Saturday, August 27, 2005

Jordan, Canada, Mehlis, and Business

Sami Moubayed has written an excellent overview of radical Islam in Jordan and Zarqawi's place in it all. Here is a bit of it.

Until the end of 2003 there were three major Salafi jihadi outfits in Iraq: Ansar al-Islam in the north, Jaysh Ansar al-Sunna (operating between Mosul and Baghdad) and Zarqawi's network, Jamaa al-Tawhid wal-Jihad. Zarqawi's crucial and deadly business expansion in 2003-2004 happened because more than 200 Jordanian jihadis - mostly from Zarqa and al-Salt and some of them members of traditional Jordanian clans - joined him in the Sunni triangle and proclaimed him their emir.

The key cleric legitimizing their operations was also a Jordanian - Omar Yussef Joumoua, also known as Abu Anas al-Shami. This led to the now-notorious move of Zarqawi pledging allegiance to al-Qaeda in October 2004, when Zarqawi's network adopted its current denomination, al-Qaeda in the Land of the Two Rivers (Tanzim al-Qaeda fi Bilad al-Rafidayn), and Osama bin Laden recognized Zarqawi as the jihadi-in-chief in Iraq in a December 2004 audiotape.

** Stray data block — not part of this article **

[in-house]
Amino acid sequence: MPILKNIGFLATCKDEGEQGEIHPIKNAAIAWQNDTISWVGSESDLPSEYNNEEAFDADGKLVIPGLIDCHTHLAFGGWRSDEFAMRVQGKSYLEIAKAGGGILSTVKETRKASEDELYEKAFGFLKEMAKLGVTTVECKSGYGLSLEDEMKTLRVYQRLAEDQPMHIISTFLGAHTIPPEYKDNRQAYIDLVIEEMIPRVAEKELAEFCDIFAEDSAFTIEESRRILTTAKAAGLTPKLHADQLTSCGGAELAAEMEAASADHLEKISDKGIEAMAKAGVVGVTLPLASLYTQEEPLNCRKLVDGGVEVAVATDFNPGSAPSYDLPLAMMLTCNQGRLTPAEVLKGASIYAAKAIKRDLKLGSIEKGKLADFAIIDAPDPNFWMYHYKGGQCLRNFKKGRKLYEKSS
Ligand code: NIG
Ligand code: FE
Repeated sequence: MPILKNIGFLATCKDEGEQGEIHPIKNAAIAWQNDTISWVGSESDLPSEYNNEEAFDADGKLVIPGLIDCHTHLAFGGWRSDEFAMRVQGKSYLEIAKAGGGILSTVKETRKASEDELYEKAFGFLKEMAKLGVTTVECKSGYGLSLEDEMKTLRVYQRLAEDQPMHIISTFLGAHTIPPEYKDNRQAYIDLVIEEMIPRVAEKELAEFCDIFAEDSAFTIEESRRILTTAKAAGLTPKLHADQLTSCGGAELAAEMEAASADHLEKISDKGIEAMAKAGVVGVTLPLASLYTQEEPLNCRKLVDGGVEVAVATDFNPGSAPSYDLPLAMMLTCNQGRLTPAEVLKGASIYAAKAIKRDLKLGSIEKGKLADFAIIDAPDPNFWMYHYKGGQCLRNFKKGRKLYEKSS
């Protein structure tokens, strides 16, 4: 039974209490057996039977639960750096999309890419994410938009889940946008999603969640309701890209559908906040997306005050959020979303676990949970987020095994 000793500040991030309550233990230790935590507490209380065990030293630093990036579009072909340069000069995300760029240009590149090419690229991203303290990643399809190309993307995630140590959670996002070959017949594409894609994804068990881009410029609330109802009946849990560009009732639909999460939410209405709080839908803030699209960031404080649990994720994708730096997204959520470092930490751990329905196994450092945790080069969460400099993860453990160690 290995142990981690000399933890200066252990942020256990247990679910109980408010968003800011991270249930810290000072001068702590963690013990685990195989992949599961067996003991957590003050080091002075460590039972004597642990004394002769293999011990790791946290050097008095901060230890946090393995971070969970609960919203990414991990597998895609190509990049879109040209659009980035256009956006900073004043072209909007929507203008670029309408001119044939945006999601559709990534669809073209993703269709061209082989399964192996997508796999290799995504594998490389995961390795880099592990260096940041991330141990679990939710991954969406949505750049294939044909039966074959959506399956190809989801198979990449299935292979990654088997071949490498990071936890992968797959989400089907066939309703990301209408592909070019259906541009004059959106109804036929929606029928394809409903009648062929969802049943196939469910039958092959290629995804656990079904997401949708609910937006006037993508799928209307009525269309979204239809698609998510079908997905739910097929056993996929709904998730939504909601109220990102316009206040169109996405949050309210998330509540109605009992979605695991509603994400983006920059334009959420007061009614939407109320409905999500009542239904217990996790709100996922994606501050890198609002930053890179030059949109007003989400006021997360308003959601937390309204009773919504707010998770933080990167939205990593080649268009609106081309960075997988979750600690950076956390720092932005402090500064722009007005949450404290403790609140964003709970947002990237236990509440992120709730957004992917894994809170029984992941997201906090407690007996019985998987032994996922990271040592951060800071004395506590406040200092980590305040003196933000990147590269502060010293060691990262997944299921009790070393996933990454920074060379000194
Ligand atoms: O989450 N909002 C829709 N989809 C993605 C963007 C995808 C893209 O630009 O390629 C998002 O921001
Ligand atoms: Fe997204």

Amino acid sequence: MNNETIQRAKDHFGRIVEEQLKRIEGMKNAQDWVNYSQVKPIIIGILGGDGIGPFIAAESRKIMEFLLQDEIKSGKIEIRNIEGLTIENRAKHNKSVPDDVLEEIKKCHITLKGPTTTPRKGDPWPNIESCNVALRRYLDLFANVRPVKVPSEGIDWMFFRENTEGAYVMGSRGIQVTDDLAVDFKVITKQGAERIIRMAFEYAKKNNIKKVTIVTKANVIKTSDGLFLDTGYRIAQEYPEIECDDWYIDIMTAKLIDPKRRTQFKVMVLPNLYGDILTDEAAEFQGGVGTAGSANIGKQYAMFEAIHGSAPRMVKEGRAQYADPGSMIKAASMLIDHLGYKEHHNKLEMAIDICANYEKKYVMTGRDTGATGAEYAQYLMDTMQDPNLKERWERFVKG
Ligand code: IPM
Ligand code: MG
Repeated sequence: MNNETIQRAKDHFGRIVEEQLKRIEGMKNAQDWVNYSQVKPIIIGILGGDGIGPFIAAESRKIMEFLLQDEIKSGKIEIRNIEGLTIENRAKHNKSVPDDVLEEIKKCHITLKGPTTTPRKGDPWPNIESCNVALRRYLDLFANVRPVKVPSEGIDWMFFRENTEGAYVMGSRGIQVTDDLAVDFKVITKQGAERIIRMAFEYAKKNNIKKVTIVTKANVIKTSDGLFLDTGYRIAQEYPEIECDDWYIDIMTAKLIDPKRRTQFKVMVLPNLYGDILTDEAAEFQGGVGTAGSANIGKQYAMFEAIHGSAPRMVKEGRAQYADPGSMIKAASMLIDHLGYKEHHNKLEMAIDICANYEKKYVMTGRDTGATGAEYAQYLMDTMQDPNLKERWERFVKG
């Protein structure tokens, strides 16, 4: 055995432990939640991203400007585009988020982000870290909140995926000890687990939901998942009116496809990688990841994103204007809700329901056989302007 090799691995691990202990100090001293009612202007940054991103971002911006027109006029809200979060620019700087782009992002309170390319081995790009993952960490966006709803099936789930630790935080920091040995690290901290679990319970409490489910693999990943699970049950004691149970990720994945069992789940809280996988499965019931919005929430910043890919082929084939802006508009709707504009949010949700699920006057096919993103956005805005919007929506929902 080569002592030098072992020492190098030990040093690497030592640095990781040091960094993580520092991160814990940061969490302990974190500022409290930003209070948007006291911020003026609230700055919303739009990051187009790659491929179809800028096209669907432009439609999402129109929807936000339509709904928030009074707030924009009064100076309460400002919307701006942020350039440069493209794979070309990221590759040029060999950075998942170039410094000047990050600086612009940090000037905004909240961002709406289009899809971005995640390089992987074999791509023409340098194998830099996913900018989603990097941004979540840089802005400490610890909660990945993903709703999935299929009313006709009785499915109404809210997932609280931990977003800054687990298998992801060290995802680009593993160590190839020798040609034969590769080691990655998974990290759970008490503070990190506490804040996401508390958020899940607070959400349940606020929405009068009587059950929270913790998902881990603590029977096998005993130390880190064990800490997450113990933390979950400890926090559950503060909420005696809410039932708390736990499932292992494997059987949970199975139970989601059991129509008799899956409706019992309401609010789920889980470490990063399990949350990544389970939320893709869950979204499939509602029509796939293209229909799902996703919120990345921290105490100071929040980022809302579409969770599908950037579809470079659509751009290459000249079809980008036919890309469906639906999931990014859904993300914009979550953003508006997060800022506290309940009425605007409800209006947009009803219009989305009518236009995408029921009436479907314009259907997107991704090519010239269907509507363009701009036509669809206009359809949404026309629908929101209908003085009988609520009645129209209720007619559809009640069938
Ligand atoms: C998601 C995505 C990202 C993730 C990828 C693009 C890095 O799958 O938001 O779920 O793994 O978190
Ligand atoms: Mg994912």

The strategy of al-Qaeda in the Land of the Two Rivers is not Jordanian, though: it is dictated by the Saudi branch of al-Qaeda. The strategy is spelled out in a series of documents supervised by Sheikh Yussef al-Ayeeri. The most strategic of these documents is called "Iraq al-jihad, awal wa akhtar" (The jihad in Iraq, hopes and dangers). It's all there: centralized resistance in Sunni Arab cities and villages; close collaboration with Saddam Hussein's former Mukhabarat (intelligence) officers; attacks against other members of the coalition to isolate the Americans and the new Iraqi defense forces; keeping an atmosphere of chaos at all costs; and, crucially, disrupting by all means the flow of oil. Another point of the document is now becoming clear: the setting up of jihadi networks in the Shi'ite south capable of protecting Sunni minorities in case of civil war - a de facto situation considering the escalation of sectarian killings.